Why it works: Derived from the skin of the prickly-pear cactus, this supplement may reduce the morning-after sting. According to a study published in the Archives of Internal Medicine in 2004, tipplers’ symptoms were 18 percent less severe with the extract than with a placebo. The compound may diminish the inflammation associated with classic hangover signs. These capsules can also help replace the B vitamins that drinking can deplete.
Plan of attack: Two hours before your first drink, take Hangover Prevention Formula ($6 for two capsules, hangoverprevention.com). It’s made with the same prickly-pear extract used in the study.
2 of 6Manfred Koh
Fill Up on Vegetables
Why it works: All foods slow the absorption of alcohol into the bloodstream, and high-fiber foods, like vegetables, are particularly effective at it, says David Grotto, a Chicago-based registered dietitian and the author of The Best Things You Can Eat ($16, amazon.com). They’re especially beneficial before Champagne or liquors with fizzy mixers, since carbonation can speed your uptake of alcohol.
Plan of attack: Before (or while) you imbibe, have a meal or snack that includes produce and a whole grain. Consider putting asparagus on the menu: In a 2009 study published in the Journal of Food Science, an extract of this vegetable more than doubled the activity of the enzymes that break down alcohol.
3 of 6Manfred Koh
Choose Light-Colored Drinks
Why it works: Every type of alcohol contains congeners—compounds that add flavor and color—but dark alcohols, including red wine and whiskey, generally have more of them than lighter ones do. (Vodka contains 37 times fewer feel-bad congeners than bourbon does.) These toxic chemicals may set off an inflammatory response that helps bring on hangover symptoms.
Plan of attack: Stick to light-colored drinks, like white wine or vodka. Between cocktails, sip a glass of the ultimate light-colored drink: water. Water helps reduce the effect of congeners by limiting how much booze you drink—and will help fight alcohol’s dehydrating, and possibly headache-inducing, tendencies.
4 of 6Greg Marino
The Morning After
Pop a Painkiller
Why it works: Alcohol increases the body’s production of chemicals called prostaglandins, key players in causing a pounding head and an aching body. Over-the-counter painkillers block enzymes that produce those chemicals, says John Brick, Ph.D., an alcohol researcher and the executive director of Intoxikon International, a biomedical-education consulting company in Yardley, Pennsylvania.
Plan of attack: At night and in the morning, opt for ibuprofen (Advil), naproxen (Aleve), or aspirin. Steer clear of acetaminophen (Tylenol): “It’s safe on its own, but pairing it with a liver that’s already working overtime to process alcohol can raise the risk for damage,” says Aaron Michelfelder, a professor of family medicine at Loyola University Medical Center, in Chicago. Be cautious about “migraine formula” products, which pair pain meds with caffeine, a stimulant that can dissipate headaches in some people but do the opposite in others.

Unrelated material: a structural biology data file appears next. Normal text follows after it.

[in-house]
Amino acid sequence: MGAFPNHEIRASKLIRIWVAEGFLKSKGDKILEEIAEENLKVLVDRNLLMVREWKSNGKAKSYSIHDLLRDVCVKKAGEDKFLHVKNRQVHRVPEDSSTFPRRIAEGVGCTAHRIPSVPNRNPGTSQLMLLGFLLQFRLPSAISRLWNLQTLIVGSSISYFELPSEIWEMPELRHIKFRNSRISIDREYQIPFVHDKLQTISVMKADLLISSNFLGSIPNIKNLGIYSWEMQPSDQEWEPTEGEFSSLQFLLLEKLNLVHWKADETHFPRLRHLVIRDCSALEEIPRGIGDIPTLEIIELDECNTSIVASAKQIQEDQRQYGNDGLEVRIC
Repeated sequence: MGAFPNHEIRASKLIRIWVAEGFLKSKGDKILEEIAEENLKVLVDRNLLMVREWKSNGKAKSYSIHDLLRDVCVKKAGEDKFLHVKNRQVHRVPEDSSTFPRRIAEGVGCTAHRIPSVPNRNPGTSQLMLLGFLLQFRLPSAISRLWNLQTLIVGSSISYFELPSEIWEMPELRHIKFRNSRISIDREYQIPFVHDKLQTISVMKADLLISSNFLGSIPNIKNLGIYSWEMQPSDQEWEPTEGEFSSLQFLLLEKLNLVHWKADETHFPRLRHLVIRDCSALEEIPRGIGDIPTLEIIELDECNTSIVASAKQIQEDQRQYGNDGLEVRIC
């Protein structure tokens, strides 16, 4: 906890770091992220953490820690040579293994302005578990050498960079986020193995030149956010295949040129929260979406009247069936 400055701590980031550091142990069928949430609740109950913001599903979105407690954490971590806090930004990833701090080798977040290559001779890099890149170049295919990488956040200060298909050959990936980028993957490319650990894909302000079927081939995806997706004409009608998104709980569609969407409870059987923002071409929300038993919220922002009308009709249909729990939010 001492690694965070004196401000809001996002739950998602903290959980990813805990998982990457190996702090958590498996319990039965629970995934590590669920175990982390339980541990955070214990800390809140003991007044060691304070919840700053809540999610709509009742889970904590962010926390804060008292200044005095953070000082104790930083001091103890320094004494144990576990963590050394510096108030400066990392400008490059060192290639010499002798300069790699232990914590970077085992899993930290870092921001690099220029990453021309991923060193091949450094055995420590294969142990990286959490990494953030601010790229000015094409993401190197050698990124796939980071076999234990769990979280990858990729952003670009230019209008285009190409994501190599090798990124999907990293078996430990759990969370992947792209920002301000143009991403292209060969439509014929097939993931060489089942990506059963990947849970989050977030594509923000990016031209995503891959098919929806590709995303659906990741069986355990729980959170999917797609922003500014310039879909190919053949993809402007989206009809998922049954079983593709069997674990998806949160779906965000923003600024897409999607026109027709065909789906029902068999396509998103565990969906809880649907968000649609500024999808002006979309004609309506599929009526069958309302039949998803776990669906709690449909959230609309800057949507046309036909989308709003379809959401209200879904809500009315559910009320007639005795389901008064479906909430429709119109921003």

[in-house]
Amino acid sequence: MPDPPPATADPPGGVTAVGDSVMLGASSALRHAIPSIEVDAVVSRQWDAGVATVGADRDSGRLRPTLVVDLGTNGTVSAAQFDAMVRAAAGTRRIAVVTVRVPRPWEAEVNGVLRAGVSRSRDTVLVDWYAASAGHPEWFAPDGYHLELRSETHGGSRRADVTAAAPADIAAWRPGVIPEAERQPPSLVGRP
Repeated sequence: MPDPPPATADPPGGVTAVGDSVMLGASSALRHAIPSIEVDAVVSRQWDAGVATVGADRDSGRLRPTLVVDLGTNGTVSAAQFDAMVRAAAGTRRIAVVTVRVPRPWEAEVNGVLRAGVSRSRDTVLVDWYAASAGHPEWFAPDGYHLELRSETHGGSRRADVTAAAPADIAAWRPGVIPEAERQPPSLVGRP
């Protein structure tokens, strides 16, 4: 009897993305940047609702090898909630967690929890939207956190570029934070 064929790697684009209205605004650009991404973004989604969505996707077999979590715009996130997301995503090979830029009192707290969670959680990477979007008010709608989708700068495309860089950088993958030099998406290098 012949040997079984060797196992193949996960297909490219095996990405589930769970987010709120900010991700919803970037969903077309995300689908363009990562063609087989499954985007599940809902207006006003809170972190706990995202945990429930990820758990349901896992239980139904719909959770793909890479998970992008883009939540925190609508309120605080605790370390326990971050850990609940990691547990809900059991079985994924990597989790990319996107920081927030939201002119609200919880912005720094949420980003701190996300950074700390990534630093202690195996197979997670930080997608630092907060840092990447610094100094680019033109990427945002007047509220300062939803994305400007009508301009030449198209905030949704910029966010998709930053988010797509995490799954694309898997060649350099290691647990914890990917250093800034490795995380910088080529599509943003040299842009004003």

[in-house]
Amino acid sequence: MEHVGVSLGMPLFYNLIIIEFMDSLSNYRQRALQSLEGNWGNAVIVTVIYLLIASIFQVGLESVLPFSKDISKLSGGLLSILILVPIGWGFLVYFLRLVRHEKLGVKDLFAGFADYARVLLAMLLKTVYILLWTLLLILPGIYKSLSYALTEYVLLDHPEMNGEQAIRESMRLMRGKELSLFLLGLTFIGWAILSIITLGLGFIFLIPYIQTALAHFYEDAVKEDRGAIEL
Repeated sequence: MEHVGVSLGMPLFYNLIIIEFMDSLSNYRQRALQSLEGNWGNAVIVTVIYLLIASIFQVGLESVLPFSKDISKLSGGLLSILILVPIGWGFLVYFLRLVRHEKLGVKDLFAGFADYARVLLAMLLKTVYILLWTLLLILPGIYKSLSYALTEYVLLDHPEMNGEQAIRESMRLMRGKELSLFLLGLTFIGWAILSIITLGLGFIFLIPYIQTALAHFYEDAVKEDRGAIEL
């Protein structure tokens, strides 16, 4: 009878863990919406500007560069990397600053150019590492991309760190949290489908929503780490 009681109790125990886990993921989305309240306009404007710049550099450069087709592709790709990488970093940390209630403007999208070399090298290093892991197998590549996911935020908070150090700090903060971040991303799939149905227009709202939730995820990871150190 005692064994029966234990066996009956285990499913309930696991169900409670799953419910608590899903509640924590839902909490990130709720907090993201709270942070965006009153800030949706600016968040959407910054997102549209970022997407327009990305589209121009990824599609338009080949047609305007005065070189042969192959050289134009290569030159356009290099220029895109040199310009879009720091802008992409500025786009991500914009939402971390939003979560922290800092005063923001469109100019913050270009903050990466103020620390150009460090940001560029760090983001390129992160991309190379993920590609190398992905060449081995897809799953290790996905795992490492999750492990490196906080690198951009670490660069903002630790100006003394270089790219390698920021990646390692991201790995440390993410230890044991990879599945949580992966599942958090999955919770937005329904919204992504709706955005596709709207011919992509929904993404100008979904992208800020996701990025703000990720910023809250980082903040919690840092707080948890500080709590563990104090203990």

5 of 6Manfred Koh
Eat the Right Breakfast
Why it works: Living it up causes your blood sugar to plummet the next morning, leaving you exhausted and cranky. The reason? Since your liver is busy processing alcohol, it’s slow at converting stored carbohydrates into glucose (a.k.a. energy). Stabilize your blood-sugar levels by eating breakfast as soon as you wake up.
Plan of attack: “Have something that’s easy to digest, like toast with honey or jam,” says Grotto. Fats can make queasiness worse, so it’s best to avoid butter. And skip the bacon and other greasy foods, which can only aggravate an upset stomach. Order eggs if they’re easy on your system, but don’t expect miracles. Their cystine is thought to counteract acetaldehyde, a by-product of alcohol. But, says Grotto, “there’s only about 150 milligrams of cystine per extra-large egg, and you would need a dozen or more to prevent the buildup of acetaldehye.”
6 of 6Manfred Koh
Why it works: Peeling yourself off the sofa may be the last thing you want to do, but exercise increases circulation by up to three times its normal rate, says Michelfelder. As a result, blood filters through the liver and kidneys more quickly, removing hangover-inducing toxins.
Plan of attack: You can’t “sweat out” alcohol, so don’t bother with a grueling workout. Stick with an activity you can handle, even if it’s just a stroll around the block.